As I inhaled those universally sweet sweet grass fumes, I wondered whether I should pass my day reading or binge watching 80’s post-apocalypse flics on YouTube. Then it hit me. Right now, the place I’m in is Saudi Arabia, but I’ve always been in the same place.

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We’re All Gonna’ Make It

To be honest, I didn’t think I would like teaching. If anyone doesn’t know, I was homeschooled, and this contributes to a certain discomfort in classrooms that began the moment I entered university. (Well, actually it began the moment I started attending public high school in the middle of junior year, but that’s a needless detail. So why did I add it? Why am I not deleting it? Because it’s MY BLOG, NOW STOP ASKING QUESTIONS.)

When I started tutoring ESL students in South Dakota, I was similarly indisposed to the classroom setting. I like passing on knowledge, sure, and I like helping people. But I just don’t like being in school – no matter whether I’m sitting at a desk or standing in front of a white board. I get fidgety. My thoughts jump all over the place. I don’t like people. I want to go outside. This is my brain on drugs…. Whoops, wait, no, I mean “This is my brain on school”. Anyways.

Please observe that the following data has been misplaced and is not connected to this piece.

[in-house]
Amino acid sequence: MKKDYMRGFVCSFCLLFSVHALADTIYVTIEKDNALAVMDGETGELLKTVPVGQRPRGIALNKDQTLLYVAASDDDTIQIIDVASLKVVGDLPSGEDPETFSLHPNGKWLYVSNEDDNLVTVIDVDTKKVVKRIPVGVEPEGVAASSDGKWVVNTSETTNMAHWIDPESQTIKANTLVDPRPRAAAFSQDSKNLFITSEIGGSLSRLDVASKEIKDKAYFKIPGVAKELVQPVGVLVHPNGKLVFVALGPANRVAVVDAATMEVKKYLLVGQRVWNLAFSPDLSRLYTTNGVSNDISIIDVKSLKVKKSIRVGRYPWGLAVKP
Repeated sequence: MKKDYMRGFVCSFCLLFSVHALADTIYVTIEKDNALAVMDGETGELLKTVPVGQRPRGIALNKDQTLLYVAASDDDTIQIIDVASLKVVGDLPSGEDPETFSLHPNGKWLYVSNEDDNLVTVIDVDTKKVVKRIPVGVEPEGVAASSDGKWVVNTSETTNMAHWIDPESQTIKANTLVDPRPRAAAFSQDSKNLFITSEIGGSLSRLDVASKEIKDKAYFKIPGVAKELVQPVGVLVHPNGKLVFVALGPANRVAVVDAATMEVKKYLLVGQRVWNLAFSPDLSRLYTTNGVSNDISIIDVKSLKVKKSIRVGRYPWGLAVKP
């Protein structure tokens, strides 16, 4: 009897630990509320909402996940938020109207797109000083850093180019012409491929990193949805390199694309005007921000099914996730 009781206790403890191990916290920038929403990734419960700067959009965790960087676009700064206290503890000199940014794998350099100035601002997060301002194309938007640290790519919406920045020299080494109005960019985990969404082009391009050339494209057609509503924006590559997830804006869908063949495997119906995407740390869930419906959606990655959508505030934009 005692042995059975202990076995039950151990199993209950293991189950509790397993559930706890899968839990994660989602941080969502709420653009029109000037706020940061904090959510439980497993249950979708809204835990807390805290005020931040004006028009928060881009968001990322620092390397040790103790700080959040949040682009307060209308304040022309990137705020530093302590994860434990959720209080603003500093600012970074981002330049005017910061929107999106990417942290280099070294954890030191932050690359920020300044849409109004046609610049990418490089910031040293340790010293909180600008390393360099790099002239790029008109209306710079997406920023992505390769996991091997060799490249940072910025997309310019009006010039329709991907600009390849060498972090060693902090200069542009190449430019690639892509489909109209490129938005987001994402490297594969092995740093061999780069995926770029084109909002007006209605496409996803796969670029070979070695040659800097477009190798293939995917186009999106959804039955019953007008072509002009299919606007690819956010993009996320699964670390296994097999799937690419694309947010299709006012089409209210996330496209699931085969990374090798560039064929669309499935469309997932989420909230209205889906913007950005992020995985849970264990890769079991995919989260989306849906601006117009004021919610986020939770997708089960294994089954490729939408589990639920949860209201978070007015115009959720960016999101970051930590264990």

When I signed up to teach in Saudi Arabia, I did it as a means to an end. I knew that I wanted to travel. The money is good. Arabia and Islamic culture have fascinated me for awhile. So, “Sure”, I thought, “I’ll be a teacher, if it gets me there”. But, to my joy, I’m finding out that – money and adventures aside – I just like teaching!

Here’s why:

1) I like young people.